The climate of the Grand Canyon is largely temperate, with winters being cooler than summers in the interior. The temperature in the interior gorge is similar to that of Tucson and other low-elevation desert locations in Arizona. While the overall climate of the area is dry, it receives considerable precipitation twice a year, especially during seasonal pattern shifts in the winter. During these times, the North American Monsoon, which delivers high-altitude snow and moderate rain, causes dramatic local thunderstorms.


There are numerous hiking trails throughout the Grand Canyon, including the famous South Kaibab Trail. Hikers enjoy the South Kaibab Trail as a day hike, or they can camp overnight in the winter. While summer temperatures can reach 105F, they don’t get as cold as they do in the winter. Although the South Kaibab Trail is steep and unmarked, it’s well worth it for the breathtaking views. In winter, however, it can become icy and snowy.

You can also choose to hike in the Walhalla Plateau side canyon, which drains into a larger canyon. Along the trail, you will pass a small ancestral puebloan granary, and ponderosa pines dominate the northern exposures. If you don’t mind being near helicopters, this is not a trail for you. It’s a great way to see the Grand Canyon without crowds.

Another hike that’s not so easy but is worth doing is the Grandview Trail. This path was created more than a century ago by a famous Grand Canyon copper miner, Pete Barry. It’s made of hand-cobbled stones and starts off with steep switchbacks in the Kaibab limestone layer. The sheer cliff face can be daunting for some, so take caution and don’t be afraid to ask a guide.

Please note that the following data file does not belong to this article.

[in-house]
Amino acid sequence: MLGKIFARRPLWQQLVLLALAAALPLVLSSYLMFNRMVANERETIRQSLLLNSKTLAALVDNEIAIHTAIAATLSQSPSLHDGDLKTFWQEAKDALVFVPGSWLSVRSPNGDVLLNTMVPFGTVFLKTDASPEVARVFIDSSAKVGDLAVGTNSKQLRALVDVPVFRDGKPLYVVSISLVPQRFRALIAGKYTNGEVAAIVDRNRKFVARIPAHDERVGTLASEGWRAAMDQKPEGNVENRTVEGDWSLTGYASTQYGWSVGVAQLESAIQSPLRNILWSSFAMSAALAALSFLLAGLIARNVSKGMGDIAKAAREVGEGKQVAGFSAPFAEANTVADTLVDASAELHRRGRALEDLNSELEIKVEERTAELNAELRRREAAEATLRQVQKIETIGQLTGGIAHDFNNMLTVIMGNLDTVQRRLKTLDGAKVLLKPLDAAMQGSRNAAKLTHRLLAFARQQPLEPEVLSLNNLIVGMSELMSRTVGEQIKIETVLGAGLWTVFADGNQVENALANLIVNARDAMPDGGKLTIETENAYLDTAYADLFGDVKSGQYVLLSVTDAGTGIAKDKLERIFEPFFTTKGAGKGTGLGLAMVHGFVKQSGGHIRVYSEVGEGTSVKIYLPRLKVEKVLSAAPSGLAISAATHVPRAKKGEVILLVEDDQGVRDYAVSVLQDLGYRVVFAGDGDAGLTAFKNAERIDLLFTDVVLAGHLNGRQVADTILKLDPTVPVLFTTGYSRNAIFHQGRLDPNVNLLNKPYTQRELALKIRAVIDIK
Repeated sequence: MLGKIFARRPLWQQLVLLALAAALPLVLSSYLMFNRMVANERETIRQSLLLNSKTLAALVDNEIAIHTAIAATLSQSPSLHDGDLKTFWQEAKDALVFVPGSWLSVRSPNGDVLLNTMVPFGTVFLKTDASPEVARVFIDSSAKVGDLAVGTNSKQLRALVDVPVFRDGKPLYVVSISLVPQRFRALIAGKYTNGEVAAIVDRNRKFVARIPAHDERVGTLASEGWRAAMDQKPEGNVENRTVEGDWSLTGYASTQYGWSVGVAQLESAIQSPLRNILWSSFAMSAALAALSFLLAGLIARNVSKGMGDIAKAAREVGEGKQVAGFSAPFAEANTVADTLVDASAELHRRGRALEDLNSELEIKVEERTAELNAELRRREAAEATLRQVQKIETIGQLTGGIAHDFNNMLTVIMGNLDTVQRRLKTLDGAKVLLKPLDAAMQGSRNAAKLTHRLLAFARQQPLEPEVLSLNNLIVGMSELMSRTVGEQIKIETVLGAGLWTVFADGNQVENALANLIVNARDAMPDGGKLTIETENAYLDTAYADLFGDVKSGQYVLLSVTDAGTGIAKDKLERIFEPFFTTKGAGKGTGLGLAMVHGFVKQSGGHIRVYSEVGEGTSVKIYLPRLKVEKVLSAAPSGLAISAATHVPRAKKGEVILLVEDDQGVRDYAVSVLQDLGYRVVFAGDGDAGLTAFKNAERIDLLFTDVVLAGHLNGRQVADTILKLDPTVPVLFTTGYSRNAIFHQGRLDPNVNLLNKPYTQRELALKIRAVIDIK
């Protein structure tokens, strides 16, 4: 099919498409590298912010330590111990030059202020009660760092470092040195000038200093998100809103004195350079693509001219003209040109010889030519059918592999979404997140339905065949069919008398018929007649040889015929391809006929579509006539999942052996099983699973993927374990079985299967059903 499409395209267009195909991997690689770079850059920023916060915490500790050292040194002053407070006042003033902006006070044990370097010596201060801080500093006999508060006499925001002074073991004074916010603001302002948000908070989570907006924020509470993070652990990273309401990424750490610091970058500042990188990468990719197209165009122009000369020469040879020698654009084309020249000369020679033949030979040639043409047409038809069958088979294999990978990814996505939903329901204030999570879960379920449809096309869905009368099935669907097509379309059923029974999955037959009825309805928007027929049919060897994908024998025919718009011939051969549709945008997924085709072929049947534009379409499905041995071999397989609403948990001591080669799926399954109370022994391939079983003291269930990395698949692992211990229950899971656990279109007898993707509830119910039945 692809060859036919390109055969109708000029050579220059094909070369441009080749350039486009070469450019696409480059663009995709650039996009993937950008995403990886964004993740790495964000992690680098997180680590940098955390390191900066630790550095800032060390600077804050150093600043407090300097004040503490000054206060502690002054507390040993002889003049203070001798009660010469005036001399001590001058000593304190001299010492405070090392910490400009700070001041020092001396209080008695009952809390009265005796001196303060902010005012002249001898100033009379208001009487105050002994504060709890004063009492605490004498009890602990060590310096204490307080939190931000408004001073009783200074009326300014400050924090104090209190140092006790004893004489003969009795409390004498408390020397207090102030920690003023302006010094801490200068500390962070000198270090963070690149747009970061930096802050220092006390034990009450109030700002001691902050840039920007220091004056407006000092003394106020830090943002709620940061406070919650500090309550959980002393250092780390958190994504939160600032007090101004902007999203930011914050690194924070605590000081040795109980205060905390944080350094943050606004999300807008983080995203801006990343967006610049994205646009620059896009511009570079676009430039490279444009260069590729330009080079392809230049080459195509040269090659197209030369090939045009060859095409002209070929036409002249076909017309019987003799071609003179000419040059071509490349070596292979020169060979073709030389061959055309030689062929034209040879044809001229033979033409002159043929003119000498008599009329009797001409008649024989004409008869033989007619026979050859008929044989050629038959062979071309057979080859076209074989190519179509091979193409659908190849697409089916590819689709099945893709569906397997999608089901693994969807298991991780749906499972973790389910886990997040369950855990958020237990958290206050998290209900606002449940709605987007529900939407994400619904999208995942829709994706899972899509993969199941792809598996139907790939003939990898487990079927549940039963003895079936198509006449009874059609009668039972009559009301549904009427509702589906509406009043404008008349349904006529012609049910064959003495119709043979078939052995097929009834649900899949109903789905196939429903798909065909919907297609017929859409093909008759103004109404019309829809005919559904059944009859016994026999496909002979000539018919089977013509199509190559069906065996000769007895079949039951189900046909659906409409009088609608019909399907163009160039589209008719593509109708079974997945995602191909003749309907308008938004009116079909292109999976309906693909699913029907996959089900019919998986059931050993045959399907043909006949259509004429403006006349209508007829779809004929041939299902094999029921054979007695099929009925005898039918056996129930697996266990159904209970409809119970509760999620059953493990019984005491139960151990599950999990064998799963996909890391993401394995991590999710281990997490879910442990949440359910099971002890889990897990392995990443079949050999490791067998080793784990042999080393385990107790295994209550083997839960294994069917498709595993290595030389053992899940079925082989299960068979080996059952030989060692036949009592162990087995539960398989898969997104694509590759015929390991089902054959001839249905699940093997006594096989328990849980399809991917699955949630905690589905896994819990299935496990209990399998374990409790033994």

One of the best places to see wild animals is in the canyon itself. You may see animals like the red-spotted toad soaring in the sky, or you might even spot a California condor! Depending on your location, you may even see a turkey vulture, a bird that looks similar to a condor but lacks feathers and has a red skin. Their wings are different from the condor’s, too, being black from the elbow to the tip and white on the fringe. Moreover, turkey vultures can soar high on their 6.5-foot-long wings, holding them in a “v” shape to avoid being hit by a predator.

The Western Tanager is one of the most colorful and attractive birds found in the canyon, with its bright yellow head and thorax. You may also see the Great Blue Heron, a large and graceful bird with a four-foot wing span and bluish-black feathers on its tail. If you’d like to see an owl, the Mexican spotted owl is a threatened species that resides in the rocky caverns of the canyon.

Elk, the largest of the deer in the Grand Canyon, can weigh up to 2,000 pounds and are the most common wild animal in the area. They only live in one place and form herds of hundreds of them. In addition to bison, there are elk, which are also large and nocturnal, and weigh over 600 pounds. Mountain lions are the park’s largest predators, but they rarely attack humans!